“We didn’t succeed that well in Sweden with selling tickets,” he said. “Of course we have to look it over for the next year. We have learned a lot and we will prepare in another way for next year.”

Format to be evaluated

Fasel also saw other factors besides ticket prices leading to lower attendances than hoped for. With the format change, planning was made easier for teams and fans, but the number of games increased from 56 to 64 – one more for each team – and the schedule became tighter.

“If we have three games a day and play a game at 12:15 during the week, it’s not easy to fill the arena,” Fasel said. “Respecting our fans, we have to give back to the fans what they missed this year and improve for next year.”

The heavier schedule also made the tournament tougher for the teams. It will be discussed how to react and whether teams should be allowed to have rosters with more than the current 25-player maximum.

“We had a lot of thoughts when we were deciding so,” IIHF General Secretary Horst Lichtner said about the format, “but we have to accept also the negative points.”

“We have eliminated the unpredictable games in the secondary round of the old format, but we learned that the extra games with the new format are very difficult to sell. We have to review the decision.”

A study with eight target groups was conducted during the tournament to evaluate the new format and the co-hosting of the event. “We think we will have the results by mid or end of June and we will draw the right conclusions,” said Lichtner.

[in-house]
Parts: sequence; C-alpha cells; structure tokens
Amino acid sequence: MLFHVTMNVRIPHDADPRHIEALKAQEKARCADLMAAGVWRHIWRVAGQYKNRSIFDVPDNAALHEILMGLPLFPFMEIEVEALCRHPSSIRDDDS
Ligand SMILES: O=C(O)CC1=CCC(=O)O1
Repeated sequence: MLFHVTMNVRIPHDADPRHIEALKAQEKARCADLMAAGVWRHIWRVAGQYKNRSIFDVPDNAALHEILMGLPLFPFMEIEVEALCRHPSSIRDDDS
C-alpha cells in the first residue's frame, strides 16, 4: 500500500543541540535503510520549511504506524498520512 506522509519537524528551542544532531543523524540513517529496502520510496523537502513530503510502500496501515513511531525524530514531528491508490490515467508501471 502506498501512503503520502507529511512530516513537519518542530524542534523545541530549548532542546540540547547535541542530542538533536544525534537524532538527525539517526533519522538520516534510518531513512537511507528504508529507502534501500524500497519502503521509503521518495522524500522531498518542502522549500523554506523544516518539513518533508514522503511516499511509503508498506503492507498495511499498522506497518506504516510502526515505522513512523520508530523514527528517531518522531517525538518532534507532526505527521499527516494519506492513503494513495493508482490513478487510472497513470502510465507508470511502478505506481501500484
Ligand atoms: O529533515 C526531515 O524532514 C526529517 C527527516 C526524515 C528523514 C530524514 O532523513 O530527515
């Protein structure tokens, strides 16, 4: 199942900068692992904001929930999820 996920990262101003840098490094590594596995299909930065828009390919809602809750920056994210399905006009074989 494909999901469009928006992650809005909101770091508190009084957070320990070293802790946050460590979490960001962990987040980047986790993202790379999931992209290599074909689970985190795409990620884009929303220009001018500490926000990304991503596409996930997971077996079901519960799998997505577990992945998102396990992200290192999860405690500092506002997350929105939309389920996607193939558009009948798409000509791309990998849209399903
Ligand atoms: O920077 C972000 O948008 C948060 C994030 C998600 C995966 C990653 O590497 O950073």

The question of the number of teams

One thing that has been suggested not only this year is to reduce the number of participating teams from 16 to 14.

“It would be more convenient if we had 14 teams and 50 [instead of 64] games,” Kummola said. “Some teams had to play four games in five days, and that’s maybe a little bit too much. I know it’s not easy to change the format. We already have championships assigned until 2016.”

“Playing ten games at this level here is not so easy,” Fasel added. “But reducing the number of teams is a political decision that has to be made by the Congress.”

Positive feedback

In terms of the organization at the venues, IIHF General Secretary Horst Lichtner was satisfied with what he saw.

“We have had a wonderful tournament with lots of positive elements,” Lichtner said at another media event on Saturday. “We had great volunteer contribution. They did an excellent job, they were smiling and we got positive feedback. The players are an important asset for us and I have to say from the perspective of the players at the arena, the hotels and transportation, there were many positive comments in the directorate meetings.”

Also, the perception of the event outside the arenas was encouraging.

“We have impressive TV numbers. We have had record numbers in some countries,” said Lichtner, who was also happy with recent activity in areas like the Internet, social media and mobile apps.

“We have initiated many things. The world of communications is in a state of constant change, and we are dealing with it,” he said.